Wednesday, October 26, 2005

Windpower Microgeneration: Home Wind Turbines

According to BBC News household windmills are becoming quite the fashion, but they ask can they make money?

Domestic wind turbines have been described as "the new handbags" - the latest luxury items craved by those who want to be first to try new technology. But this description overlooks their green credentials, because any electricity powered by the elements is reducing CO2 emissions, which are blamed for global warming. And there are also the financial motivations.

A household with a windmill can save money on bills and sell excess electricity back to the national grid. So could wind turbines become a nice little earner?

They are certainly on the increase - 7,000 households have been given grants to get the turbines installed.

A report this week by the Sustainable Consumption Roundtable envisages a future where households generate their electricity at home, using wind, solar and heat energy - but only if the government bought panels and turbines in large quantities for public buildings, so costs fall.

"Then we could all afford them," says Alan Knight, the group's chairman. "To install a generator or solar panel today you need specialist help. You should be able to buy one at B&Q [the UK equivalent of Home Depot - James] and stick it in yourself."

Turbines come in a range of sizes, prices and powers, and living close to neighbours can make planning permission problematic.

David Nisbet put up a 6kw turbine in his Essex garden in May, after overcoming 22 planning objections from neighbours about noise and visual impact. It is 11.5m high to the tip of the blade and it cost him £10,000 ($17,500) , plus a £5,000 grant.

His motivation was both financial and environmental and he was inspired by seeing two windmills at the Ford auto plant where he works.

Although he says the concerns of others have been allayed, the first few months haven't been as windy as he hoped.

"In the last eight to 10 years we've had strong south-westerly winds but not this year," he says. "It's been fickle and I'd put this six months down as a lean year.

"It's been generating electricity but not as much as I had hoped for. It's connected to the grid and any surplus flows back into the grid."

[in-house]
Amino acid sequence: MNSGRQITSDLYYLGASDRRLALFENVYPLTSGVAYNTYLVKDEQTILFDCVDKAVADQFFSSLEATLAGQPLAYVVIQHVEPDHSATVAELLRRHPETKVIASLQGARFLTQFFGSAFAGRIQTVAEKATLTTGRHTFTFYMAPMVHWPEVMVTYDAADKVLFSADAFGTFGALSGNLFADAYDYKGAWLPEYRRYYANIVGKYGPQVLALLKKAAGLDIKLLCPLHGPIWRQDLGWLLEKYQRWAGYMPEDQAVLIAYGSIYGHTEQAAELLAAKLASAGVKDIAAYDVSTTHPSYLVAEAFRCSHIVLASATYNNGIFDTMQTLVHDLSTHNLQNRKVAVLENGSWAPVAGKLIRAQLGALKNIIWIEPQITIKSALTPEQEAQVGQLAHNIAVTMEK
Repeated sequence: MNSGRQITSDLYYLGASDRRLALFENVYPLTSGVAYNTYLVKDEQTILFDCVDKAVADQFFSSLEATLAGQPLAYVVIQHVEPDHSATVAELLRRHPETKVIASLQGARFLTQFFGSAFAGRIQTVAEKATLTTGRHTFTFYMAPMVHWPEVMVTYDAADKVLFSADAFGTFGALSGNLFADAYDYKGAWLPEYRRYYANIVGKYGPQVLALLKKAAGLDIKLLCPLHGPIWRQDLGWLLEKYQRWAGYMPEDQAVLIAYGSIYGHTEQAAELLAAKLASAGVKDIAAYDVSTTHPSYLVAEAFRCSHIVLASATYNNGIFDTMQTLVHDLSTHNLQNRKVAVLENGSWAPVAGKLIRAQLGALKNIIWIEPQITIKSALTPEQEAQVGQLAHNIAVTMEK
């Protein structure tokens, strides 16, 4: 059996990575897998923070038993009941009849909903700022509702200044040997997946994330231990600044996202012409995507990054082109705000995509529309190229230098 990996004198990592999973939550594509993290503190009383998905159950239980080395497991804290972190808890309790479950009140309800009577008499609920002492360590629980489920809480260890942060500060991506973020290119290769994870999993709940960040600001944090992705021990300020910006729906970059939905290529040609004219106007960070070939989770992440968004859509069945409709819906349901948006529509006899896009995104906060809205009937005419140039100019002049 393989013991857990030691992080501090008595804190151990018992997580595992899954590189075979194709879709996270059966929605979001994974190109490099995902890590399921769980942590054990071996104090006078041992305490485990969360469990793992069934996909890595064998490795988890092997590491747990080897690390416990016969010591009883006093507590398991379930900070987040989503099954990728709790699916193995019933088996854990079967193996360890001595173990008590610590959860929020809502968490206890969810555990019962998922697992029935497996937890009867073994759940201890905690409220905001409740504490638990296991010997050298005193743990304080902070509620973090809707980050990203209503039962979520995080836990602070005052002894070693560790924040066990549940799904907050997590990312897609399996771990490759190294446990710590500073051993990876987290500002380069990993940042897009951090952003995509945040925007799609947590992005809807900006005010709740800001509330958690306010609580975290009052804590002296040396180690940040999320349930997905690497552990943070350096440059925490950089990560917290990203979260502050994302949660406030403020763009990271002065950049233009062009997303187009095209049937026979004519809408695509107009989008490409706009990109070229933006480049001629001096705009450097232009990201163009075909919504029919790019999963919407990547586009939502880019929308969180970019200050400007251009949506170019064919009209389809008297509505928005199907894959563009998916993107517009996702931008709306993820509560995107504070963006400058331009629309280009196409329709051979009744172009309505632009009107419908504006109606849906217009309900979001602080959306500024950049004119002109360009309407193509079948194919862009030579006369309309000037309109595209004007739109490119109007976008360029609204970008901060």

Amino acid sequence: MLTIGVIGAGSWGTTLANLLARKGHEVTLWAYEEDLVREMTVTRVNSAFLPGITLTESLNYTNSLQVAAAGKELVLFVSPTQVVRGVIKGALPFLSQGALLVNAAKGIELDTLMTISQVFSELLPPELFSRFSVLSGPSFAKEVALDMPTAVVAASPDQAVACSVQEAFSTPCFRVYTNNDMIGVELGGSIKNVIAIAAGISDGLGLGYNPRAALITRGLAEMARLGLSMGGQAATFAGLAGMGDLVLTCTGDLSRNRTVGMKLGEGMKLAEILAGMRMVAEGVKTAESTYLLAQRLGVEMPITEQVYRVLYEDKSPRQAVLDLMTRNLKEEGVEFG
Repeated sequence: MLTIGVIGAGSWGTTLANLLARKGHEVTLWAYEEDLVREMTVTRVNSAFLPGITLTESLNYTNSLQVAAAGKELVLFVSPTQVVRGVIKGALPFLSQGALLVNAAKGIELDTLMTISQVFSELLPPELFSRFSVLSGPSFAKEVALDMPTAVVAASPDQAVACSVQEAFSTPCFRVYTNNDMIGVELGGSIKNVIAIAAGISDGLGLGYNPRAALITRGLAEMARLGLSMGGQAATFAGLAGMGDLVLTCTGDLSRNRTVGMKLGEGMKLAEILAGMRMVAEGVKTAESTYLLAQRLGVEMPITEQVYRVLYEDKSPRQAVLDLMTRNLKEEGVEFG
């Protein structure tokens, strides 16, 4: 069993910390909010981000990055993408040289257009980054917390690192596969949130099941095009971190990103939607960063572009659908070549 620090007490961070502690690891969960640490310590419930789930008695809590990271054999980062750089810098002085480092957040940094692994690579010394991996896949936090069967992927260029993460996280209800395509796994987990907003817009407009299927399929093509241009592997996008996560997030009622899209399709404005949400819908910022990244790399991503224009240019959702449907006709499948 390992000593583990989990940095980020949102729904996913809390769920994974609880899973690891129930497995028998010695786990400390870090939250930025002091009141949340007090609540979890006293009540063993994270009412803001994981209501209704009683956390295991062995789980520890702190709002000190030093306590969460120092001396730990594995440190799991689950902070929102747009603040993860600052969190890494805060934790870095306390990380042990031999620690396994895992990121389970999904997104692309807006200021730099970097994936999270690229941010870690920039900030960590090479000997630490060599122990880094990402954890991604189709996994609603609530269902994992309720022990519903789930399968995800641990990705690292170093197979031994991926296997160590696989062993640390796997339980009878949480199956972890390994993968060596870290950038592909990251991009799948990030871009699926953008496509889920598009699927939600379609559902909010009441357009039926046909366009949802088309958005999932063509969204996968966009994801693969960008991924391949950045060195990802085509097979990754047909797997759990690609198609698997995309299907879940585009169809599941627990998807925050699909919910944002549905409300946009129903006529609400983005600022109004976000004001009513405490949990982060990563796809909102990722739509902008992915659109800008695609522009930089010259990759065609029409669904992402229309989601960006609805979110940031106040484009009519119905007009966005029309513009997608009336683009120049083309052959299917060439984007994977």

The wind provided 80% of his electricity in the summer and he estimates it will heat the house through winter, thereby saving him a total of £1,000 a year ($1,750) in heating bills. In 10 years, he hopes to have paid off his investment, but he will still have been buying electricity from the grid during that time.

It isn't possible to be totally dependent on wind because it doesn't blow every minute, says Alison Hill at the British Wind Energy Association.

"You may get the 4-5,000 units a year to run a household but not every single hour of every day so you would need to have standard electricity grid connection to get electricity from the grid.

"We are quite lucky in the UK because when we have most wind we have most demand - winter. That profile of generation is quite beneficial, but no-one can have 100% self-sufficiency on wind alone.

"If it looks like you have a big wind resource and a good turbine, you can connect that turbine to the grid and sell that, so there's an additional revenue for householders there.

"Typically, a household sees a reduction of between a quarter and a third in its annual electricity bill."

Solar panels can supplement wind to boost a home's renewable sources but some households do claim to make a profit purely from wind, by generating so much electricity that the amount they sell back is greater than the amount they buy.

That would require a very energy-efficient house and living in a particularly windy part of the UK, says Ms Hill.

And the future is bright - despite the end of government grants in February - because big companies like British Gas are investing in new kinds of turbines which have yet to come on the market, she adds.

BBC News Article

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